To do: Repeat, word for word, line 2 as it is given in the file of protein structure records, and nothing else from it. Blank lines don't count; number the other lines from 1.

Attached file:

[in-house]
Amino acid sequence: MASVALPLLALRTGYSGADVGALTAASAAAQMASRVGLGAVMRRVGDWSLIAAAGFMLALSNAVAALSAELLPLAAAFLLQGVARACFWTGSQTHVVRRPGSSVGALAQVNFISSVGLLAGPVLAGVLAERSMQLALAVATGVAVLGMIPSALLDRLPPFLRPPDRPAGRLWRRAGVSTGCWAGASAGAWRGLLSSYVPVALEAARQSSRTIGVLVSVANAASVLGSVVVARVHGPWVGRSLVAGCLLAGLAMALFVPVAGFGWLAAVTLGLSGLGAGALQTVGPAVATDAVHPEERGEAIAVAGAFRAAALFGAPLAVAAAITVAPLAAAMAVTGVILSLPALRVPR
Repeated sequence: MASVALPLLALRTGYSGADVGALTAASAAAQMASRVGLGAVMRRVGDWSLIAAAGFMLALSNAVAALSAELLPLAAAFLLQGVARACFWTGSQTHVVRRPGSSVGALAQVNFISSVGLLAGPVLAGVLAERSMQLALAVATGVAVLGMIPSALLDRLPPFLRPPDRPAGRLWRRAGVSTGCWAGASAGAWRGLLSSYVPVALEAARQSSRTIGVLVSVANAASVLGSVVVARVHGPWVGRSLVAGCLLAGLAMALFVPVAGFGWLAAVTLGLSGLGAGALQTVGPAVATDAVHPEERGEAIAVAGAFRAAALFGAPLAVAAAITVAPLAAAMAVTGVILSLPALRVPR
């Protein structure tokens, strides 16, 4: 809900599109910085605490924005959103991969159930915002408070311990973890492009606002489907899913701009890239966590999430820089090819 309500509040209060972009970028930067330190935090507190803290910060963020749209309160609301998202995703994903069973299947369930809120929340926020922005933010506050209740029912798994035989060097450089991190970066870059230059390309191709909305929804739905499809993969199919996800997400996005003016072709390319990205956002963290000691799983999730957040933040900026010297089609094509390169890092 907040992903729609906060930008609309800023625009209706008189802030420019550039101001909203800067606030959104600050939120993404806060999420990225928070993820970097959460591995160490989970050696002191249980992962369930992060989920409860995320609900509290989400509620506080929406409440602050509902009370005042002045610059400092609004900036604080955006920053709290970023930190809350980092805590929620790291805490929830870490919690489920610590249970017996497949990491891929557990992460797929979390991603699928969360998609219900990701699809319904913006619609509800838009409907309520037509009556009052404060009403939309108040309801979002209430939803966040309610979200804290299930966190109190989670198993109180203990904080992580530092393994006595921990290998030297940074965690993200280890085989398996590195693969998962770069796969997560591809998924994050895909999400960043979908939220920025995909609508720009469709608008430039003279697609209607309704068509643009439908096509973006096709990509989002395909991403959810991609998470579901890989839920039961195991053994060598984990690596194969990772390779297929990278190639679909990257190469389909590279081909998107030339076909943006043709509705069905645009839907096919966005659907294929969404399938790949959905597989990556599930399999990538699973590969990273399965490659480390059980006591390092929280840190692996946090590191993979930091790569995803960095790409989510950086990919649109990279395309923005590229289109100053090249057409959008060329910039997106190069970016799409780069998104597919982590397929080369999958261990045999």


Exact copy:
Amino acid sequence: MASVALPLLALRTGYSGADVGALTAASAAAQMASRVGLGAVMRRVGDWSLIAAAGFMLALSNAVAALSAELLPLAAAFLLQGVARACFWTGSQTHVVRRPGSSVGALAQVNFISSVGLLAGPVLAGVLAERSMQLALAVATGVAVLGMIPSALLDRLPPFLRPPDRPAGRLWRRAGVSTGCWAGASAGAWRGLLSSYVPVALEAARQSSRTIGVLVSVANAASVLGSVVVARVHGPWVGRSLVAGCLLAGLAMALFVPVAGFGWLAAVTLGLSGLGAGALQTVGPAVATDAVHPEERGEAIAVAGAFRAAALFGAPLAVAAAITVAPLAAAMAVTGVILSLPALRVPR